unconstitutional Lincoln's order authorizing trial
by a military tribunal of Lambdin P. Milligan, an
Indiana lawyer accused of stirring up support for
the Confederacy. The Court ruled that
civilians must be tried in civilian courts, even
during time of war, so long at least as the
civilian courts are open and operating. The
Court also found the President lacked authority to
declare martial law in Indiana. Four
concurring justices argued that even though the
President did not have the power to order a
military trial of Milligan in the absence of
congressional action, the power to authorize use
of military tribunals did reside in Congress under
its war power.
In 1942, in Ex Parte Quirin, the Court considered the constitutionality of an order of President Roosevelt authorizing trial by military commission of eight German Nazi saboteurs arrested after entering the United States. The eight had planned to blow up munitions factories and military installations in the United States. The Court, voting 8 to 0, upheld the legality of trying the Germans (who the Court found to be unlawful combatants) in a military tribunal without the usual safeguards of the 5th and 6th Amendments. The Court found the authorization of trial by tribunal supported by legislation enacted by Congress, and noted that it need not decide whether a presidential order of trial by commission would be constitutional in the absence of congressional action.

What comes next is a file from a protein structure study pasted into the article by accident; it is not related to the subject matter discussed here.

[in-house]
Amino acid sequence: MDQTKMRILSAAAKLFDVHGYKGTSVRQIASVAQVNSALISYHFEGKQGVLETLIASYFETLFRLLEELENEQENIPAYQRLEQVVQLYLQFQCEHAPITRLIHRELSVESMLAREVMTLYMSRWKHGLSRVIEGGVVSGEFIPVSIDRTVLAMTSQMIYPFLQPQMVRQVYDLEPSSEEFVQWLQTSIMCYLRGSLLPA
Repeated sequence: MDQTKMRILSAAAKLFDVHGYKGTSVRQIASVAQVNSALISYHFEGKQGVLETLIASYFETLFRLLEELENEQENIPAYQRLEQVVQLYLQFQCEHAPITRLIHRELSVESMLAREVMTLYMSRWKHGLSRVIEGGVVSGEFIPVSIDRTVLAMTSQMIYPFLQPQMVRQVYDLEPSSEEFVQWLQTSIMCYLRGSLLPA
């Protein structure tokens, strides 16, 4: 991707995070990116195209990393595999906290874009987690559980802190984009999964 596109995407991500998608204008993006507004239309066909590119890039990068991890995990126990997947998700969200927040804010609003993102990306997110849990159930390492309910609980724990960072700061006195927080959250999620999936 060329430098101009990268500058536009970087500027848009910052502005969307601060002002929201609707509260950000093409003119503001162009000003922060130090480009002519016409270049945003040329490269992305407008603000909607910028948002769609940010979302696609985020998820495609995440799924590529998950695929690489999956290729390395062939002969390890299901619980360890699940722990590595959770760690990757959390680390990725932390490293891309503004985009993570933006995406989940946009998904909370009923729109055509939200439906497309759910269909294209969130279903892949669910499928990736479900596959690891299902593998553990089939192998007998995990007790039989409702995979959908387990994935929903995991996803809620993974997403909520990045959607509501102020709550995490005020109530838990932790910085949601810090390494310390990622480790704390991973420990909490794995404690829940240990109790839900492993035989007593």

the Supreme Court ruled in Hamdan v Rumsfield
that President Bush exceeded his powers under
the Constitution when he ordered that post 9-11
detainees held at Guantanamo, Cuba be put on
trial before military commissions. The
Court, 5 to 3, rejected the Administration's
claims that the President either had the
inherent power to order such trials or that the
trials were authorized by Congressional action
through its Authorization for the Use of